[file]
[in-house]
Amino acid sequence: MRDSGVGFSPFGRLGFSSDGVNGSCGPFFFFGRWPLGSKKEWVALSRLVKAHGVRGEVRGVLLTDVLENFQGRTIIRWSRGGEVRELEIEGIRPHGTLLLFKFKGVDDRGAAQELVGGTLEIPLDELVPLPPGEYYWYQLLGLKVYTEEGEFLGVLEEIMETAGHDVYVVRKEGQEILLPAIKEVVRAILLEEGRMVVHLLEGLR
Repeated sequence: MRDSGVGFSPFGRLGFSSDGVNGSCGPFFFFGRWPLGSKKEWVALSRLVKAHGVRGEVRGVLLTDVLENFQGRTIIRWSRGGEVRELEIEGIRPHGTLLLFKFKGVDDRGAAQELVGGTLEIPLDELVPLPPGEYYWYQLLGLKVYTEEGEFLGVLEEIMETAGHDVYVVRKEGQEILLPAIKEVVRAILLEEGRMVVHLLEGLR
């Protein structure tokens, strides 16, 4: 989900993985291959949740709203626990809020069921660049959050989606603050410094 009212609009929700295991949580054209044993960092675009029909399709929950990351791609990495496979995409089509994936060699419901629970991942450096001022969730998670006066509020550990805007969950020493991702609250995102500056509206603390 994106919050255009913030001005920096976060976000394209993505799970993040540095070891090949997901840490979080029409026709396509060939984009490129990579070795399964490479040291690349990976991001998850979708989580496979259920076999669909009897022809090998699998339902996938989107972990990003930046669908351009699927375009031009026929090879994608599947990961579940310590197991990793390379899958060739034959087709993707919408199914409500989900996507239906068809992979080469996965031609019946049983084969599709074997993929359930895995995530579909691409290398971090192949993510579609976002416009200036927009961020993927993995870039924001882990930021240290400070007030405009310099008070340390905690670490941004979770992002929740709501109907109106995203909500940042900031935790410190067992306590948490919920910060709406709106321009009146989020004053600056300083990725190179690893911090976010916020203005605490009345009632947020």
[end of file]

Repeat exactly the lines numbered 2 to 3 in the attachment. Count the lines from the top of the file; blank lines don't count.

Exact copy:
Amino acid sequence: MRDSGVGFSPFGRLGFSSDGVNGSCGPFFFFGRWPLGSKKEWVALSRLVKAHGVRGEVRGVLLTDVLENFQGRTIIRWSRGGEVRELEIEGIRPHGTLLLFKFKGVDDRGAAQELVGGTLEIPLDELVPLPPGEYYWYQLLGLKVYTEEGEFLGVLEEIMETAGHDVYVVRKEGQEILLPAIKEVVRAILLEEGRMVVHLLEGLR
Repeated sequence: MRDSGVGFSPFGRLGFSSDGVNGSCGPFFFFGRWPLGSKKEWVALSRLVKAHGVRGEVRGVLLTDVLENFQGRTIIRWSRGGEVRELEIEGIRPHGTLLLFKFKGVDDRGAAQELVGGTLEIPLDELVPLPPGEYYWYQLLGLKVYTEEGEFLGVLEEIMETAGHDVYVVRKEGQEILLPAIKEVVRAILLEEGRMVVHLLEGLR